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Royalty Free: What does it mean for SMBs?

Royalty Free: What does it mean for SMBs?
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by Sanjeev Kapoor 10 Jun 2019

Knowledge intensive industries are very much dependent on the proper use of Intellectual Property (IP) and other forms of knowledge intensive assets. The ICT industry in general and the software industry in particular provides an excellent example for this: It’s very common for software development enterprises to take advantage of software libraries developed by third-parties in order to implement, deploy and provide their product and services. In this context, the terms and preconditions needed to access and use third-party knowledge become very important for the competitiveness of enterprises.

In several cases companies license third-party IP and other forms of knowledge at a fee. This is for example the case of manufacturers that pay fees in order to access reference implementation of the standards that they use in their products. This is one of the reasons why a product’s standardization and/or certification can be a quite expensive process.  Nevertheless, in other cases they are also provided with a very compelling and cost-effective alternative: Royalty Free (RF) licensing. The Royalty Free option to accessing and using knowledge involves use of some knowledge asset without paying any royalties or licensing fee.


Understanding the basics of Royalty Free Licensing

A Royalty refers to the amount of money that a party pays to the owner of a knowledge asset, for the purpose of using this asset. Specifically, a licensee pays a royalty to the owner in order to gain the right of using this asset for a specified period. The monetary value of a royalty fee varies, as it can be determined based on several different practices. For instance, it common for a royalty fee to be calculated as a percentage of the revenues derived from the sales of the product or service which makes use of the asset that is associated with the fee. Likewise, royalty agreements can in several cases include a royalty interest, defined as the right to collect a set of future royalty related payments. The specification of a royalty fee is usually part of a licensing agreement, which details the terms that regulate the licensing of a resource. Licensing agreements may specify limitations associated with market segments, geographic areas, product types and more.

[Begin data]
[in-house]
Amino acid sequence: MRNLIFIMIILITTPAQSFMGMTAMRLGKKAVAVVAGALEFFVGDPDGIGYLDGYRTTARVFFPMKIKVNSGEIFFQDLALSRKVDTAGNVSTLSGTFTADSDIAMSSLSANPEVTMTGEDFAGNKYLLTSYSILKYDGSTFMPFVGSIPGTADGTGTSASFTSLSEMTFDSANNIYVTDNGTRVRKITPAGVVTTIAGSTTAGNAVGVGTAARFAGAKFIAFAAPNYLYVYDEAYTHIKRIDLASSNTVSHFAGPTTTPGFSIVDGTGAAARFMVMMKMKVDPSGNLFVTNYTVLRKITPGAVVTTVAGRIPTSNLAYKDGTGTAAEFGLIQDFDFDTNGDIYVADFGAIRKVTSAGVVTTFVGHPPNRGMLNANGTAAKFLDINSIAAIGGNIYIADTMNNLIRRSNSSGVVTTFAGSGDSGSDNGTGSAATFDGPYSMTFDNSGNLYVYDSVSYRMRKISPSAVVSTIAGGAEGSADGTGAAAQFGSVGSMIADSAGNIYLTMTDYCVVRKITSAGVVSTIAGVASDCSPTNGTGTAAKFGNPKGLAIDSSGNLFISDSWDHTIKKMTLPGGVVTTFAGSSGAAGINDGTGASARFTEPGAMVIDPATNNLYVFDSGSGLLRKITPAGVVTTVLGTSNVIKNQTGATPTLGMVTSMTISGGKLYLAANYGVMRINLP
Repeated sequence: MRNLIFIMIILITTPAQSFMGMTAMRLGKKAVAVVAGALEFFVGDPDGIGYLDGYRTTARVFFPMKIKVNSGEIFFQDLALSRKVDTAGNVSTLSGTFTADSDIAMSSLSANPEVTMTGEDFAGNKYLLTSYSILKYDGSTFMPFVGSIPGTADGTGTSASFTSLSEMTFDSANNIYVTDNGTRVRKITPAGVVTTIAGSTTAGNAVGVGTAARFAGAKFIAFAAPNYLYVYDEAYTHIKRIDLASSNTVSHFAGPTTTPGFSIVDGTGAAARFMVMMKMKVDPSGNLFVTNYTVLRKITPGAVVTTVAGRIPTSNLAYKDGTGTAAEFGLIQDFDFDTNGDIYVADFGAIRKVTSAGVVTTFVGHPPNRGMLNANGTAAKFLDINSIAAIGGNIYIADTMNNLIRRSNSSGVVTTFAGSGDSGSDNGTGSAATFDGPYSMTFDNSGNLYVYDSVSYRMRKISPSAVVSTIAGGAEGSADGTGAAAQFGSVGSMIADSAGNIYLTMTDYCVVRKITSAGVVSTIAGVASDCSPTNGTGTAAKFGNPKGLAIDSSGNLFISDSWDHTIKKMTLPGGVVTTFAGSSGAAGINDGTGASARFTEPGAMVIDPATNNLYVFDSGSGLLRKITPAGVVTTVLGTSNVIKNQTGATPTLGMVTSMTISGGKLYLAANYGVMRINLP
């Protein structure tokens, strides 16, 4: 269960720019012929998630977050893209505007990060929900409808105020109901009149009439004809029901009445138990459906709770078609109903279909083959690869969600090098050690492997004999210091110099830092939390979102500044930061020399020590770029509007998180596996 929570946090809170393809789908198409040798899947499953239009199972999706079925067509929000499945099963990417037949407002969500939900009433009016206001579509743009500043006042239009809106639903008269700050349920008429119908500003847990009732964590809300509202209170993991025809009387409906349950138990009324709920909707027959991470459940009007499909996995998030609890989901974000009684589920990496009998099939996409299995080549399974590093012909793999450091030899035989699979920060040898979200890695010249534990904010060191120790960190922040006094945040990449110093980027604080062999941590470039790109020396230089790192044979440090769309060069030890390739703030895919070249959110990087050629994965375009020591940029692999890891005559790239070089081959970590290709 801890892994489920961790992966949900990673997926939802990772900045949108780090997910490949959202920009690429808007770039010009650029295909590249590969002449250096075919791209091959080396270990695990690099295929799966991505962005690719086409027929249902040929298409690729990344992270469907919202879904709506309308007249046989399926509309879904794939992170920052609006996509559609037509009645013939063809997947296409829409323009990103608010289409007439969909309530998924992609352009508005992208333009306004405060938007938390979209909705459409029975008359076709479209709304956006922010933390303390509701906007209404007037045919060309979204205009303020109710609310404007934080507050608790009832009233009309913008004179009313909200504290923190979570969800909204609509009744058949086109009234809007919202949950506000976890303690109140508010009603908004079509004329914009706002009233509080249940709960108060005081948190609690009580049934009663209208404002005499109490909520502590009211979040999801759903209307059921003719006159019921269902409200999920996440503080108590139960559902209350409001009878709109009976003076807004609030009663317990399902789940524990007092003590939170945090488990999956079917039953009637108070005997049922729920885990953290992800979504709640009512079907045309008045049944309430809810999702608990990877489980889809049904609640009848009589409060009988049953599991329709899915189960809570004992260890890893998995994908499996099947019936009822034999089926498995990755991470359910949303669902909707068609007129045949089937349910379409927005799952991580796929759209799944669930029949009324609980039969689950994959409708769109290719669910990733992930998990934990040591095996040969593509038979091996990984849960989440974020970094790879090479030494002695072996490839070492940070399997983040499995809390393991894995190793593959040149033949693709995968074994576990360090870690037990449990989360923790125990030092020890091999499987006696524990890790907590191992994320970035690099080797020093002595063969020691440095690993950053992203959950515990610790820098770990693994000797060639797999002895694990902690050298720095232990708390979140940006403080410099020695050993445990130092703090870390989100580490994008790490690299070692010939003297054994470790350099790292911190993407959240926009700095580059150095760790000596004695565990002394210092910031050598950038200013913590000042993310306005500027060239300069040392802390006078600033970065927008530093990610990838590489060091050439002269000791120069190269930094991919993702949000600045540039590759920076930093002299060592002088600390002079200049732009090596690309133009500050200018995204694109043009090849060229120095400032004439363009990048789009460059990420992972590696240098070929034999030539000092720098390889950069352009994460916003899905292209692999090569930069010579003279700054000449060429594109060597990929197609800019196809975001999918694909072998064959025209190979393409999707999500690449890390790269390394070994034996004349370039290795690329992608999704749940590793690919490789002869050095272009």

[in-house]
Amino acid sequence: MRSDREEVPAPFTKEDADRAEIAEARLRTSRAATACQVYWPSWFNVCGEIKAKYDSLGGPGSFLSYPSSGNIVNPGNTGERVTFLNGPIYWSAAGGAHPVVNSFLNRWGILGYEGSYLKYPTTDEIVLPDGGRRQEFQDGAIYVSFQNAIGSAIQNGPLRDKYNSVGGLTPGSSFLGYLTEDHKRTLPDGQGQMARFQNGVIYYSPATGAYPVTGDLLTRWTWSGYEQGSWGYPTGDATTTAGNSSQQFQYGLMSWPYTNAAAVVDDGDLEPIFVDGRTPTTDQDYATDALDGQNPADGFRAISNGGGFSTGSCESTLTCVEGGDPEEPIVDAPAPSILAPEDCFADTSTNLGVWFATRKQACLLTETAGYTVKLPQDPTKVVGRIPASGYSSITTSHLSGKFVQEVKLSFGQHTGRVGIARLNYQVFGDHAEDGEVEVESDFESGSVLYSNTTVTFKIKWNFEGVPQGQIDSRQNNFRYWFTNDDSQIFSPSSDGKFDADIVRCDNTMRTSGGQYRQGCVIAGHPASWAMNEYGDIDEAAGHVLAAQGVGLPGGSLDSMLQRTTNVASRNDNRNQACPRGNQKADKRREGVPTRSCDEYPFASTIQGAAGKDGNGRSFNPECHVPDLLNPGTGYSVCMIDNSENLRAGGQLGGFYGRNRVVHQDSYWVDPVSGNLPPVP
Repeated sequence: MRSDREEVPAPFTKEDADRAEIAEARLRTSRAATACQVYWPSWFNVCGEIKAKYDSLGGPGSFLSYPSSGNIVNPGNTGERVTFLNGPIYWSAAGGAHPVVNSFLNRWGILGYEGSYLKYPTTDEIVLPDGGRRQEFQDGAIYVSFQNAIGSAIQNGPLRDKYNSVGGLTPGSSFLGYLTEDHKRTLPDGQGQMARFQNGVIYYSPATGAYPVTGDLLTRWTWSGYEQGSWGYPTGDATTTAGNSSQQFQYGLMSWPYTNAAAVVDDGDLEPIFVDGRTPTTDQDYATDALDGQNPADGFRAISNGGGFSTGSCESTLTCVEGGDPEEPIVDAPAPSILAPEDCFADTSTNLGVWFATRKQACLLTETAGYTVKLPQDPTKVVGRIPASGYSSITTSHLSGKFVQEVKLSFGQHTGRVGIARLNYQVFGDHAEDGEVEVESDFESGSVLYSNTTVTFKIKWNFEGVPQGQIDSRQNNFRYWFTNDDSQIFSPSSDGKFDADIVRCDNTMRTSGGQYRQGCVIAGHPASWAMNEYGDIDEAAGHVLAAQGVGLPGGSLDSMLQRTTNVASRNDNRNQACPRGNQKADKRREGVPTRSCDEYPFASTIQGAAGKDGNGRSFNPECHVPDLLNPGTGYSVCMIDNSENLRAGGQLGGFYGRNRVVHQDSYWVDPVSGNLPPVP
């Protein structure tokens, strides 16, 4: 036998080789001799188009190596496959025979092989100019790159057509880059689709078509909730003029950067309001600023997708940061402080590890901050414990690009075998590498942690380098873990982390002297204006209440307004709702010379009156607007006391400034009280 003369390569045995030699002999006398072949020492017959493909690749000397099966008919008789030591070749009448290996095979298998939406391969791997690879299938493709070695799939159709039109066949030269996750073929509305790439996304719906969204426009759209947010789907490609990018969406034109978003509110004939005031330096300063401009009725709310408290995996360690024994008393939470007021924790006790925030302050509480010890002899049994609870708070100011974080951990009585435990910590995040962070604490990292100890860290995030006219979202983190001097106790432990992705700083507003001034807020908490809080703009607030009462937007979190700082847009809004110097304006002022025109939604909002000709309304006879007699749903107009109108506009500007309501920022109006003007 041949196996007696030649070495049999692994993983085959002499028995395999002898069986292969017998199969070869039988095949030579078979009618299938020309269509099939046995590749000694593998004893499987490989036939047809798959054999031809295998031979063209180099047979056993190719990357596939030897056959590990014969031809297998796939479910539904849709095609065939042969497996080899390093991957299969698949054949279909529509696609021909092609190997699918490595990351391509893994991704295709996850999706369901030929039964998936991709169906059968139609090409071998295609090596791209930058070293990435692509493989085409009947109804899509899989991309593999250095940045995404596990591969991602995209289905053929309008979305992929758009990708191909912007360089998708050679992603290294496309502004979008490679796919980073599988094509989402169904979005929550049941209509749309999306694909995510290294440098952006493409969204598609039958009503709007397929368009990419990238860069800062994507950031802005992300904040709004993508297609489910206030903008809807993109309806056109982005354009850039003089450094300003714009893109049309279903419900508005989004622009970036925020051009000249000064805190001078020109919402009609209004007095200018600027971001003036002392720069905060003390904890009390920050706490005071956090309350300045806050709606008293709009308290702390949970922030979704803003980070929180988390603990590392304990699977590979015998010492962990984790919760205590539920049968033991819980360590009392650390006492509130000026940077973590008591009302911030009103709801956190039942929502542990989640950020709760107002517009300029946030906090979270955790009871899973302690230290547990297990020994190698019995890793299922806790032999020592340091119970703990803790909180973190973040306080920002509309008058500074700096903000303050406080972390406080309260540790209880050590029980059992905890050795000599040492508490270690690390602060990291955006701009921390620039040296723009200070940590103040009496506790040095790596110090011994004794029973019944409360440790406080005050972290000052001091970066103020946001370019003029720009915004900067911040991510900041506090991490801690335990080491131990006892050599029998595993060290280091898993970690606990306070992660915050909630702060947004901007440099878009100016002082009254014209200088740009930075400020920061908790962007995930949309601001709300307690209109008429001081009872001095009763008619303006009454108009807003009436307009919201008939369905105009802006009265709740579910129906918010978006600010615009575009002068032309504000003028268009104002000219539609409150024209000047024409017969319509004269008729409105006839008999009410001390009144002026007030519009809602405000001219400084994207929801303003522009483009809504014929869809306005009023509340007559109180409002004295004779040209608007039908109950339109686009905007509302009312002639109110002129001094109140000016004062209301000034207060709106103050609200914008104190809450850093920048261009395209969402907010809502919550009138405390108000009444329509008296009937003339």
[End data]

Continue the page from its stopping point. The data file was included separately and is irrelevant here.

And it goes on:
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Royalty free agreements waive the royalty fee and do not include the typical “per item sold” or “per volume sold” payment. As a prominent example, software and telecoms vendors can adopt open royalty free standards, which they can access and use without paying a standardization body. For this reason, open standards are considered as a key to boosting adoption of new technologies, along with their fast incorporation in enterprise products and services.

There are also cases where royalty free agreements imply the payment of a one-time fee in exchange for the right to use some protected resource i.e. some work protected by a copyright, patent, or trademark. In such cases, a fee is initially paid, but there are no ongoing and recurring license fees for further use of the asset.

Note that royalty free does not mean copyright free. An owner of a resource may opt to render it accessible on a free basis yet retaining the copyright or other form of protection over the resource. As a characteristic example, open source software is commonly provided on a royalty free basis. However, this does not mean that the author of the software defuses his/her right on the software. Users of royalty free assets are usually expected to acknowledge and/or credit the creator of the asset in order to use it for free. Relevant provisions are made in the scope of the licensing agreement (e.g., the public copyright license) that accompanies the asset. For instance, many royalty free assets come with the Creative Commons (CC) popular copyright license. The latter is the most common type of non-exclusive public license and has the characteristic that is can never be revoked by the creator. CC specifies the following conditions: